Most startups start in homes. In apartments. There aren't fancy offices or conference rooms. Therefore it's likely that you have a team that's a bit scattered-- everyone working from home or in a different city. You meet up on Google hangs and your group text chains are miles long. And then one day you realize, you need a office. You need to bring your team together if you want to grow.
Transitioning those first employees to full-time in office employees is part of the business growing pain. And it's tricky for both ends.
Here are 4 steps you need to take.
1. APPROACH YOUR FREELANCERS WITH THE OPPORTUNITY
You won't get an answer if you don't ask. It can be hard convincing someone who works from home to make the switch to come into an office. We take our little freedoms where we can. But, if it makes sense (like if they're in the same city) you want to give the opportunity to the people who have been there from the start.
It's important that contracted freelancers feel like they are part of the conversation. Never make them feel like dispensable hired help. That said,they might not want to join the "team" and that is totally OK. Don't take it personally and don't burn the working relationship bridge. You never know when you might need their skills.
Some of them may enthusiastically want to join up FT. Those are the employees you want on your squad.
You shouldn't have to convince someone to come and work for you. It may start out well but if they didn't want it in the first place, the chances are high that they don't want it longterm. The last thing you need as a new company is to deal with rapid turnover. You want lifers and people who believe in the idea without hesitation.
2. ASK THEM WHAT THEY WANT OUT OF A CAREER
Make sure the opportunity is a good fit for both of you. This is super important. You might assume that because you're giving them a full-time opportunity that they want it. Some people don't work well in office environments.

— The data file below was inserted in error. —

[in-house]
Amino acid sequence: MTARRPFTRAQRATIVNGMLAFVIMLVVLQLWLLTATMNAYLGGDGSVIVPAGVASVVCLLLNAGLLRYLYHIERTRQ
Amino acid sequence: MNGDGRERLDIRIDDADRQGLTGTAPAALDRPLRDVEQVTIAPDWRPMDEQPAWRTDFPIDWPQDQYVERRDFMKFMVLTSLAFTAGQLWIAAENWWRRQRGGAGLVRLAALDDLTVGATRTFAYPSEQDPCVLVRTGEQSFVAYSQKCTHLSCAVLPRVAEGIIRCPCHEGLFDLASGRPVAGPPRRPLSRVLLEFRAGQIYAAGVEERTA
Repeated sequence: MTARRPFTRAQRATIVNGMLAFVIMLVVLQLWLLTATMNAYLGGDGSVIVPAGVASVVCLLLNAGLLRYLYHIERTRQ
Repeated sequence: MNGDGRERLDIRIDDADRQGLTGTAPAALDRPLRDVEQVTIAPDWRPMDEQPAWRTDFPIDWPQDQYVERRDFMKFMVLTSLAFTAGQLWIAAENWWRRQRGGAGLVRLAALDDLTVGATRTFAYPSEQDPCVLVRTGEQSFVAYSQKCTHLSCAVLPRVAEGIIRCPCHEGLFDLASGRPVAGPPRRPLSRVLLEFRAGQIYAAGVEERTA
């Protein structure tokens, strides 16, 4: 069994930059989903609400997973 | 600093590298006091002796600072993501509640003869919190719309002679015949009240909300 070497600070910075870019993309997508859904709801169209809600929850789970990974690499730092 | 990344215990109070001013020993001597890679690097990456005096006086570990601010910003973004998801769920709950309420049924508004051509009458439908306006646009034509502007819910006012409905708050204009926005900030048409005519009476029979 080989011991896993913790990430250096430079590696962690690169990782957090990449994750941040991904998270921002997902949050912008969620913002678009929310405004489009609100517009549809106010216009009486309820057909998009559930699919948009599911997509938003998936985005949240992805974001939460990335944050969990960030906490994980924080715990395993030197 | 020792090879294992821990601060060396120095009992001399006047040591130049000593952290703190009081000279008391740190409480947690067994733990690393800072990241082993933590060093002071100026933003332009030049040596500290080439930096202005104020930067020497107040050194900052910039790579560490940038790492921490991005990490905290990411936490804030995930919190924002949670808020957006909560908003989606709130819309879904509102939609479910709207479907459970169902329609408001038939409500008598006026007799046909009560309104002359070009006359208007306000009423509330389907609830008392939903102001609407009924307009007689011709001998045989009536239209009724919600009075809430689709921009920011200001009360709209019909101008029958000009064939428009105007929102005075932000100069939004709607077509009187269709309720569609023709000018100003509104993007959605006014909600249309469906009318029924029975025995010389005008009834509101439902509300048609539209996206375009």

They may be a great graphic designer, but they also might like working on multiple projects. They may thrive in the chaos of juggling multiple clients. Consider that they might be freelance for a reason. Again, no matter how much they know about your company, the last thing you want is an employee who doesn't want to be there.
So ask: what is it that you want? Where do you see your career going? Have you worked in a "traditional" office setting before? And if you're a small team, are you really OK with a startup environment? A lot of people glamorize the rise and grind of the startup world, but the hours are long, the nights longer, and you burn the midnight oil way more often than you're out on the town.
It's not always pretty and it's not for everyone. It's a big jump to go from spending most of your time in your living room to hardly ever seeing it.
3. THIS ONE IS HARD, BUT DON'T BRING FRIENDS ON FULL-TIME
Many business owners get their idea off the ground by asking the people around them for help. If you're BFF is great at social media, maybe you asked them to help you out. But a freelancing friend is a lot different than an employee friend. You need to consider that it might be time to cut the working relationship cord. It's rough, but not impossible.
Take them to lunch. Have an honest conversation about the company growth and tell them your concerns. It's incredibly hard to have a boss/employee structure with someone you've known forever and want to keep in your personal life.
The goal is to turn your employees into family, not turn your family into employees. It might be hard at first, but they will thank you in the long run.
4. CONSIDER THE WORK HABITS YOU ALREADY KNOW
Don't overcomplicate the process. You may not know what someone is like IN an office, but you do already know HOW they work. When and how they respond to emails or urgent matters, for example.
If one of your freelancers is amazing at what they do, but notoriously bad with deadlines or doesn't interface well with clients, that isn't going to change once they are in an office environment. You need an A-team from the gate.
In a way you've already done the SUPER hard work of vetting people. Use this knowledge to your advantage.
Want more? Check out the Marriott Hotels "Like a Boss" series. Where we shared Why Surrounding Yourself with the Best People Matters.
Create & Cultivate partnered with Marriott Hotels, to profile local woman entrepreneurs who are bringing their ideas to life where they live and to create a space to foster the ingenuity of an inventive class who know that success is never final.
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